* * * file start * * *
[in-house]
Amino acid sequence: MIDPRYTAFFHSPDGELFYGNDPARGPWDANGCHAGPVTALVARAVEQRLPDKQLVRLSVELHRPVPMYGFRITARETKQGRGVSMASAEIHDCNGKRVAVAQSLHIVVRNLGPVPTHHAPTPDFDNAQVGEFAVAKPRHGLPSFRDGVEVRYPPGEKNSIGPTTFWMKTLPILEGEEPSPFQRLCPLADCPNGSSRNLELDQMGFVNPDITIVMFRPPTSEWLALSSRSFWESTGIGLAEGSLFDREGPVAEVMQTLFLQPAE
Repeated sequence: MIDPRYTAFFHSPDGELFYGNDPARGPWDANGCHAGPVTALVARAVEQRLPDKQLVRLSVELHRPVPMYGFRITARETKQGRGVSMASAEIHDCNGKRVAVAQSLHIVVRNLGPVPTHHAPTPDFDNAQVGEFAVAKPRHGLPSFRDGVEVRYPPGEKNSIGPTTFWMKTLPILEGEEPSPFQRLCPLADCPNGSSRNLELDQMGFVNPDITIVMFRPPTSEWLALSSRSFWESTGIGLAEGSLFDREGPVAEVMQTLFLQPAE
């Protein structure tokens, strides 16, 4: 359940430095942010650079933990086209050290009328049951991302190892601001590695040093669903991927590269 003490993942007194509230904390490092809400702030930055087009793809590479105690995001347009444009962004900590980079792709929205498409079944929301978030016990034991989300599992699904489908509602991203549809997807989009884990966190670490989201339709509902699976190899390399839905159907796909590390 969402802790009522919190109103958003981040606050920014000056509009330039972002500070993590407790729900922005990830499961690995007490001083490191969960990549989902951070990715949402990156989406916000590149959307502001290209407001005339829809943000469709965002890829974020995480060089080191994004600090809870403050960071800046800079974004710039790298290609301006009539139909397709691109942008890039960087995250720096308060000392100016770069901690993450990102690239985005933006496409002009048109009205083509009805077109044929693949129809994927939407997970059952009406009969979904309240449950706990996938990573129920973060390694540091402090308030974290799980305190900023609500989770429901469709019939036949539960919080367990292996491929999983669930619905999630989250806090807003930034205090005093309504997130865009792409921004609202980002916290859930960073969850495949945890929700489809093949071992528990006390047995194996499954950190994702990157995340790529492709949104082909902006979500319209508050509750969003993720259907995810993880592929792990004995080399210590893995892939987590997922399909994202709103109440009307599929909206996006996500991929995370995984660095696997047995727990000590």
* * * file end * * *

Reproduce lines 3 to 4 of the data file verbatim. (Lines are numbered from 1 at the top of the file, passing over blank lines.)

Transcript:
Repeated sequence: MIDPRYTAFFHSPDGELFYGNDPARGPWDANGCHAGPVTALVARAVEQRLPDKQLVRLSVELHRPVPMYGFRITARETKQGRGVSMASAEIHDCNGKRVAVAQSLHIVVRNLGPVPTHHAPTPDFDNAQVGEFAVAKPRHGLPSFRDGVEVRYPPGEKNSIGPTTFWMKTLPILEGEEPSPFQRLCPLADCPNGSSRNLELDQMGFVNPDITIVMFRPPTSEWLALSSRSFWESTGIGLAEGSLFDREGPVAEVMQTLFLQPAE
């Protein structure tokens, strides 16, 4: 359940430095942010650079933990086209050290009328049951991302190892601001590695040093669903991927590269 003490993942007194509230904390490092809400702030930055087009793809590479105690995001347009444009962004900590980079792709929205498409079944929301978030016990034991989300599992699904489908509602991203549809997807989009884990966190670490989201339709509902699976190899390399839905159907796909590390 969402802790009522919190109103958003981040606050920014000056509009330039972002500070993590407790729900922005990830499961690995007490001083490191969960990549989902951070990715949402990156989406916000590149959307502001290209407001005339829809943000469709965002890829974020995480060089080191994004600090809870403050960071800046800079974004710039790298290609301006009539139909397709691109942008890039960087995250720096308060000392100016770069901690993450990102690239985005933006496409002009048109009205083509009805077109044929693949129809994927939407997970059952009406009969979904309240449950706990996938990573129920973060390694540091402090308030974290799980305190900023609500989770429901469709019939036949539960919080367990292996491929999983669930619905999630989250806090807003930034205090005093309504997130865009792409921004609202980002916290859930960073969850495949945890929700489809093949071992528990006390047995194996499954950190994702990157995340790529492709949104082909902006979500319209508050509750969003993720259907995810993880592929792990004995080399210590893995892939987590997922399909994202709103109440009307599929909206996006996500991929995370995984660095696997047995727990000590």